By Addis Getachew
ADDIS ABABA, Ethiopia
Ambassadors from Islamic countries that are accredited to the African Union met on Wednesday to rally support for a high-level gathering of the Organisation of Islamic Cooperation (OIC).
The meeting was held in Ethiopian capital Addis Ababa under the auspices of the Turkish Embassy.
“We have one agenda item: the recent unfortunate development regarding Jerusalem,” Turkish Ambassador to Ethiopia and representative to the African Union Fatih Ulusoy said.
Last week, U.S. President Donald Trump announced his decision -- despite widespread opposition -- to recognize Jerusalem as the capital of Israel and relocate Washington's embassy from Tel Aviv to the holy city.
The African Union, of which Palestine has an observer status, and Arab League have already condemned the Trump’s decision.
“Jerusalem is the reason due to which the OIC was established,” Ulusoy said, adding that a “very strong decision” is expected from the meeting of the bloc in Istanbul.
The OIC is the second-largest inter-governmental body after the United Nations, and its 57 member states spread over four continents.
It was established during a historic summit in Rabat, Morocco in 1969 following an arson attack on the Al-Aqsa Mosque in occupied Jerusalem.
Day of Solidarity for Palestinian People
Al-Aqsa was set on fire by an Australian Christian called Michael Denis Rohan on Aug. 21, 1969. The shrine and a 1,000-year-old pulpit were totally destroyed as well as several historical sites.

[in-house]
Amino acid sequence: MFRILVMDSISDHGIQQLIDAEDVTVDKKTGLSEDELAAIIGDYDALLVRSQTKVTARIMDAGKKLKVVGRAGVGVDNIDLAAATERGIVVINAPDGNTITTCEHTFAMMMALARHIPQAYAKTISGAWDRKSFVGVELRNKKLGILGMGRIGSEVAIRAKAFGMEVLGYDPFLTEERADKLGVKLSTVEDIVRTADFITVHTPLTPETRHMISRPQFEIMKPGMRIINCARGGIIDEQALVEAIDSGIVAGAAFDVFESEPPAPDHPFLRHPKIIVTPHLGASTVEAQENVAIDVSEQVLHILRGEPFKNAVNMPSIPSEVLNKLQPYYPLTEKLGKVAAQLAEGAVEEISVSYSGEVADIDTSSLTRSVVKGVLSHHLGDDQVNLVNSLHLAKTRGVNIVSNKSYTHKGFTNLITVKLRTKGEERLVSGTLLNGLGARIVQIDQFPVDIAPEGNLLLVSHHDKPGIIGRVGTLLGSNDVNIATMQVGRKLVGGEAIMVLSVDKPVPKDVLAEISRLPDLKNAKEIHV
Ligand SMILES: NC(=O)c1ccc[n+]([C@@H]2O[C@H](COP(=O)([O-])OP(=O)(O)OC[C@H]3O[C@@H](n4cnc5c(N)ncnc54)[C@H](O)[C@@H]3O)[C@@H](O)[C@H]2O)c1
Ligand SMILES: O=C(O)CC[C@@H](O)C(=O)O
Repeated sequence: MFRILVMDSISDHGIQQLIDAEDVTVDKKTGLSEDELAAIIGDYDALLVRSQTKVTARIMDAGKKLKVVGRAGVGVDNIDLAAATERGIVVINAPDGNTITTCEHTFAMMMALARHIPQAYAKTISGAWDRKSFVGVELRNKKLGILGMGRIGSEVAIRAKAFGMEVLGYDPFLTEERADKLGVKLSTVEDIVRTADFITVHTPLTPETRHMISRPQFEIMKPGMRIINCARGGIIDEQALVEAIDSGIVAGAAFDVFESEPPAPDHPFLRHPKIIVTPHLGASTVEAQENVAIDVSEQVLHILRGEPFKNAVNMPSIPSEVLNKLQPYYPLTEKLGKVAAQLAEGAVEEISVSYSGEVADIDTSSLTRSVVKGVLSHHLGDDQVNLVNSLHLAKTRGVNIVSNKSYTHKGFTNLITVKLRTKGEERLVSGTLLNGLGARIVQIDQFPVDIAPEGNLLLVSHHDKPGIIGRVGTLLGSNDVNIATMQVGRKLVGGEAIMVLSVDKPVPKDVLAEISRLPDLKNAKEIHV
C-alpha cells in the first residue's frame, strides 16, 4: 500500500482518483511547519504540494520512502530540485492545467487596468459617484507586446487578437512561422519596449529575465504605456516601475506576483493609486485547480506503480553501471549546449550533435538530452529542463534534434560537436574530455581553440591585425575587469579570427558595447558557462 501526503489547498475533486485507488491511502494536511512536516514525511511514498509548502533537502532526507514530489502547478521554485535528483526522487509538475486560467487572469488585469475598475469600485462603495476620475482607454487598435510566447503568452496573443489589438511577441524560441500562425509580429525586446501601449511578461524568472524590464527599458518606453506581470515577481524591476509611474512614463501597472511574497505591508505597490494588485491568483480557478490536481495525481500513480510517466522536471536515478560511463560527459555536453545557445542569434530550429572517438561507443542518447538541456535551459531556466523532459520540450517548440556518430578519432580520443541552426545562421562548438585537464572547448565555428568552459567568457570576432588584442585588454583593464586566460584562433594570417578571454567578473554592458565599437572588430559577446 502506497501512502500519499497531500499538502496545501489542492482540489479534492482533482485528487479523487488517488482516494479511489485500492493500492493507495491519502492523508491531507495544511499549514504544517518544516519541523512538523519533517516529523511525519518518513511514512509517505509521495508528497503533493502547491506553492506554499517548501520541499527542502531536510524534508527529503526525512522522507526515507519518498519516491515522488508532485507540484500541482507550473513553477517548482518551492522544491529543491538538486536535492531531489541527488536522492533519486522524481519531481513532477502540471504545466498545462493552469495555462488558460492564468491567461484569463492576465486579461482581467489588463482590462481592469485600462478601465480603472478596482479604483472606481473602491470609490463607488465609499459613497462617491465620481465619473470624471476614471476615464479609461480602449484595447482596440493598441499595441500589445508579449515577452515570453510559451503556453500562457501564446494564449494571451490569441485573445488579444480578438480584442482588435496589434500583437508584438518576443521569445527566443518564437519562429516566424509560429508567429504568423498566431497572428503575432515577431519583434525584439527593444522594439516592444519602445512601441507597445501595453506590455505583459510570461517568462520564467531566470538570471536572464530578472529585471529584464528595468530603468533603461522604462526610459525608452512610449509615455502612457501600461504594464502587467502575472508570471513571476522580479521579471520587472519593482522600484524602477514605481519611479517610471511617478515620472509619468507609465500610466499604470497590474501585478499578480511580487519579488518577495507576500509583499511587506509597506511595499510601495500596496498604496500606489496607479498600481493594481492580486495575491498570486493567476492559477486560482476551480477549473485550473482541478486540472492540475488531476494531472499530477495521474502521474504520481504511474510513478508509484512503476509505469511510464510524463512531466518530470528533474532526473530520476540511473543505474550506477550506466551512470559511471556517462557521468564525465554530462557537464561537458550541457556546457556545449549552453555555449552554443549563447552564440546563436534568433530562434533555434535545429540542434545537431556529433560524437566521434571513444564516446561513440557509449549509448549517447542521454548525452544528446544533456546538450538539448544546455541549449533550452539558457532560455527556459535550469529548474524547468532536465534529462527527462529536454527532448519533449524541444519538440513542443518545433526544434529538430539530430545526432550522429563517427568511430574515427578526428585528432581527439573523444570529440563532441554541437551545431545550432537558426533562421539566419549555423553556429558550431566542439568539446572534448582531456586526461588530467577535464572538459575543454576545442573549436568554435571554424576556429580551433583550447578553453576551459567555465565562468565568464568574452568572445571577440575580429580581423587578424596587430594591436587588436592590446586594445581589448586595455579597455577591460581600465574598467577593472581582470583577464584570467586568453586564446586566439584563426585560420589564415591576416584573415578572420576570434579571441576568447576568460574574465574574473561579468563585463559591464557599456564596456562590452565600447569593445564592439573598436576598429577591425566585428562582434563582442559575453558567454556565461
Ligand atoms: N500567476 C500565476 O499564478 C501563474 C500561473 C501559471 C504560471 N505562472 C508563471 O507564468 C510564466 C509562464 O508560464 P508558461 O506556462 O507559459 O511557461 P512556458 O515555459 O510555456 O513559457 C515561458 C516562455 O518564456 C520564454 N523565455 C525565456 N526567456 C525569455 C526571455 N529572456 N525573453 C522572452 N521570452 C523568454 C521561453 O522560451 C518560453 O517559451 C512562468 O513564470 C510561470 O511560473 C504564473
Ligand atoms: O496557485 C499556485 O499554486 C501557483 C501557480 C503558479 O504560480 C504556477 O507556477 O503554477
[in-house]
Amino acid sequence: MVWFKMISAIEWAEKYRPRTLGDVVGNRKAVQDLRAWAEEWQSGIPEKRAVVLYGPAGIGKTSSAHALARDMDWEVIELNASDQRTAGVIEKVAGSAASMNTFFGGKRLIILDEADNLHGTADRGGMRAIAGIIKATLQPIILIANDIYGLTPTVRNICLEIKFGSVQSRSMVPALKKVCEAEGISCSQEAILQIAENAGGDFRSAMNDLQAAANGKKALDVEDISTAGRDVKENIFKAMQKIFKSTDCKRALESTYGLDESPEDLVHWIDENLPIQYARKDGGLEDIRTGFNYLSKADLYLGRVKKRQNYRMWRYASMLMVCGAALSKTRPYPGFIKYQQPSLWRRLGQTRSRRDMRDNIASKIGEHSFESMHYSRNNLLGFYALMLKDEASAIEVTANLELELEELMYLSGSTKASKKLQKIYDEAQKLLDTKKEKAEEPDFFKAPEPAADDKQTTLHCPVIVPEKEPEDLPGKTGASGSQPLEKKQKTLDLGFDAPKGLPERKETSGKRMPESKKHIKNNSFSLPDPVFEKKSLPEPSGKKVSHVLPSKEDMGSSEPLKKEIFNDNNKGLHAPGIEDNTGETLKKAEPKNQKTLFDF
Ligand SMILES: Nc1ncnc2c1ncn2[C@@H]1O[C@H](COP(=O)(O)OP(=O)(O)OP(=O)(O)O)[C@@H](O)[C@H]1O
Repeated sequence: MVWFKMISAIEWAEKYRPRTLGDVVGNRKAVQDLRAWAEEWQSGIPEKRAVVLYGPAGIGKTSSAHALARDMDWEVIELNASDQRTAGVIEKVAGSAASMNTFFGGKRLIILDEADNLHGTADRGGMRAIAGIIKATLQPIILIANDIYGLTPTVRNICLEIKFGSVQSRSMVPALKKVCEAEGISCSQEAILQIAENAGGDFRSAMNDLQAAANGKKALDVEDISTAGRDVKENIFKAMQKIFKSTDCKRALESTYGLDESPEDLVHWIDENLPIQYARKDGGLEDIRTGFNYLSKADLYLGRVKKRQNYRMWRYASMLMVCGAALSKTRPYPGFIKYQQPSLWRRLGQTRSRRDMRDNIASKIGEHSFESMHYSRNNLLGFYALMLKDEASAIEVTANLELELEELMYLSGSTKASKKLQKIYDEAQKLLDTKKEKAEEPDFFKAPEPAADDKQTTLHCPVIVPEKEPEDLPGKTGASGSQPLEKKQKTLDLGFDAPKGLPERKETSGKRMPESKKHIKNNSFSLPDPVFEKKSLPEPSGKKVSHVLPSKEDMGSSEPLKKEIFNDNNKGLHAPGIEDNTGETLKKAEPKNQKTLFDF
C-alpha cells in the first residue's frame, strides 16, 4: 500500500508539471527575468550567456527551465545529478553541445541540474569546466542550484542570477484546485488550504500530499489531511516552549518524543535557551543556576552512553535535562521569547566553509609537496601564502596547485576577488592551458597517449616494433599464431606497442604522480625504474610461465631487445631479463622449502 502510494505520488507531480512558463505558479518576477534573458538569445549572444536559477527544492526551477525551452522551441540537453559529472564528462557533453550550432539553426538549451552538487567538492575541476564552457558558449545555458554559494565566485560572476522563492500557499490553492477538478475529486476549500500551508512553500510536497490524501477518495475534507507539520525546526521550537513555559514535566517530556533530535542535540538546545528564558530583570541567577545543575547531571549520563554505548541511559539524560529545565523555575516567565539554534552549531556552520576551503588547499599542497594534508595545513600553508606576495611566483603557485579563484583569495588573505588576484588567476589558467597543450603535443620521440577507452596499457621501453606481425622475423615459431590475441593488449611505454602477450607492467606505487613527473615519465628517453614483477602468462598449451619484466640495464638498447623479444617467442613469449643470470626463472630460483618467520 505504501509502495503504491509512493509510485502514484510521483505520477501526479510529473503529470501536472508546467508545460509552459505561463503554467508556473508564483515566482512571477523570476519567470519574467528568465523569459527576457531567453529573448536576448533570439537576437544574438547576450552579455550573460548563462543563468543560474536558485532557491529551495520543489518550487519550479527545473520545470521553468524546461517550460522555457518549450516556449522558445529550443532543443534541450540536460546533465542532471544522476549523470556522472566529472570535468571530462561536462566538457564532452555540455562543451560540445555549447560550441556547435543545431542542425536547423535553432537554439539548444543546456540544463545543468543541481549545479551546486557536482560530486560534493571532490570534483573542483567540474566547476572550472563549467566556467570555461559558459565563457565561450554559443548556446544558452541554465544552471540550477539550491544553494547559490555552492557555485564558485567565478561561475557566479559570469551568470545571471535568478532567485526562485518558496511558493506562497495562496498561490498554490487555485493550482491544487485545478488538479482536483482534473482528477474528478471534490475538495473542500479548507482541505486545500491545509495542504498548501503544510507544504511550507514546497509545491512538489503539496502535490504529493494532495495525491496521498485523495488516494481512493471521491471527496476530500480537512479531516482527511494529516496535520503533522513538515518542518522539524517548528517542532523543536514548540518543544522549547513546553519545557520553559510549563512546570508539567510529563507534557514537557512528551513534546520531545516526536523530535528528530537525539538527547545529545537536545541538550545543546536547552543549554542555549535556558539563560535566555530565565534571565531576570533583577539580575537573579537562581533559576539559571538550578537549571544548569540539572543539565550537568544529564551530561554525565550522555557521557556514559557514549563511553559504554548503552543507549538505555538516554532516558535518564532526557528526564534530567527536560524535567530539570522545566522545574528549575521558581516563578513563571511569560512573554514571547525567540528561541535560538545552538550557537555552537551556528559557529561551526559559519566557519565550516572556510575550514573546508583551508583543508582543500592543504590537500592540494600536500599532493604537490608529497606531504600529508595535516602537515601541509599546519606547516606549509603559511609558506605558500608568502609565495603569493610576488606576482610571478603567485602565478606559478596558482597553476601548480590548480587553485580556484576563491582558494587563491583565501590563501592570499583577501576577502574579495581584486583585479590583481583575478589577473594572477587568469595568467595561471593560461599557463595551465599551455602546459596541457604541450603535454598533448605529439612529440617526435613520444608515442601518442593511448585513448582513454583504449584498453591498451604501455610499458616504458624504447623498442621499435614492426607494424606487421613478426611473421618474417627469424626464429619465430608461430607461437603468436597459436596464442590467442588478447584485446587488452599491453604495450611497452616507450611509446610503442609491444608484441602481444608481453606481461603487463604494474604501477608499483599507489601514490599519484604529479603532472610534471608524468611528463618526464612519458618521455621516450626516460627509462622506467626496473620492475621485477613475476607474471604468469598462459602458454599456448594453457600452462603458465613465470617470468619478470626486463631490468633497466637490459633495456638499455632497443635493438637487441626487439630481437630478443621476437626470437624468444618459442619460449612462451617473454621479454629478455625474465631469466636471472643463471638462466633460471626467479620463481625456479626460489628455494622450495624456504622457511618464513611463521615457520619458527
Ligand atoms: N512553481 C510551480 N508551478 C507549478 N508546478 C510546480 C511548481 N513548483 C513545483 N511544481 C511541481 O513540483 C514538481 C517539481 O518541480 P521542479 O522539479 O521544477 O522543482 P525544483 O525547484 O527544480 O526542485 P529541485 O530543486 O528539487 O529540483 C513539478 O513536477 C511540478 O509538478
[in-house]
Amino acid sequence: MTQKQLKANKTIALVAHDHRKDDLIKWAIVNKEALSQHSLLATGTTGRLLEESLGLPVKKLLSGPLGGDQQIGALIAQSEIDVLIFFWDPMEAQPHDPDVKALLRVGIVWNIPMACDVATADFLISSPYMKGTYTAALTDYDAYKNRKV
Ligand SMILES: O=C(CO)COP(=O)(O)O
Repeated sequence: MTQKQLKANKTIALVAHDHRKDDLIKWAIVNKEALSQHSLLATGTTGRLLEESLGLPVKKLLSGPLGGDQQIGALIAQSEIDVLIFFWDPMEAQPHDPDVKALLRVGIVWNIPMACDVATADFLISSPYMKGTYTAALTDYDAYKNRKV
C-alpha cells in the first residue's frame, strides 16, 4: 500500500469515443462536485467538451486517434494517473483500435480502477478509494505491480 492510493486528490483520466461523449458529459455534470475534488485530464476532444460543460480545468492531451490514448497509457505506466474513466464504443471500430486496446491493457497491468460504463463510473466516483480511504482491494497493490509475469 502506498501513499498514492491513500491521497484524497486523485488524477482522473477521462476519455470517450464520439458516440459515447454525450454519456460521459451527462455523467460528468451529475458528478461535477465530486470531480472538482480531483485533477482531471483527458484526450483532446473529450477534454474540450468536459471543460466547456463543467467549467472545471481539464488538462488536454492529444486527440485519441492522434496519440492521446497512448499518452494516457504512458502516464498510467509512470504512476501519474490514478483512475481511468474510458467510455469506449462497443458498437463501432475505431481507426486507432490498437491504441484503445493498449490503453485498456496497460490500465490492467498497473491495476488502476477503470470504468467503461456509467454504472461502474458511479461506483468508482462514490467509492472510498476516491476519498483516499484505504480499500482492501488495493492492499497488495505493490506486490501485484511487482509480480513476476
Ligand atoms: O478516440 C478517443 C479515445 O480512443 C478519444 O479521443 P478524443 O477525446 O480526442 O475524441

Rohan had joined a U.S.-based sect called “The Church of God” and believed that setting fire to Al-Aqsa would hasten the coming of the Messiah.
He was later declared mentally unstable and is reported to have died in psychiatric care in 1995.
On Tuesday, a day of solidarity for the Palestinian people was observed under the auspices of the United Nations Economic Commission for Africa in which the flag of Palestine was raised.
Jerusalem remains at the core of the Israel-Palestine conflict, with Palestinians hoping that East Jerusalem -- now occupied by Israel -- might eventually serve as the capital of a future Palestinian state.
Israel first occupied the Palestinian West Bank, including East Jerusalem, during the 1967 Middle East War. It annexed the entire city in 1980, claiming it as the capital of the Jewish state -- a move never recognized by the international community.
International law continues to view the West Bank and East Jerusalem as “occupied territories” and considers all Jewish settlement-building activity on the land as illegal.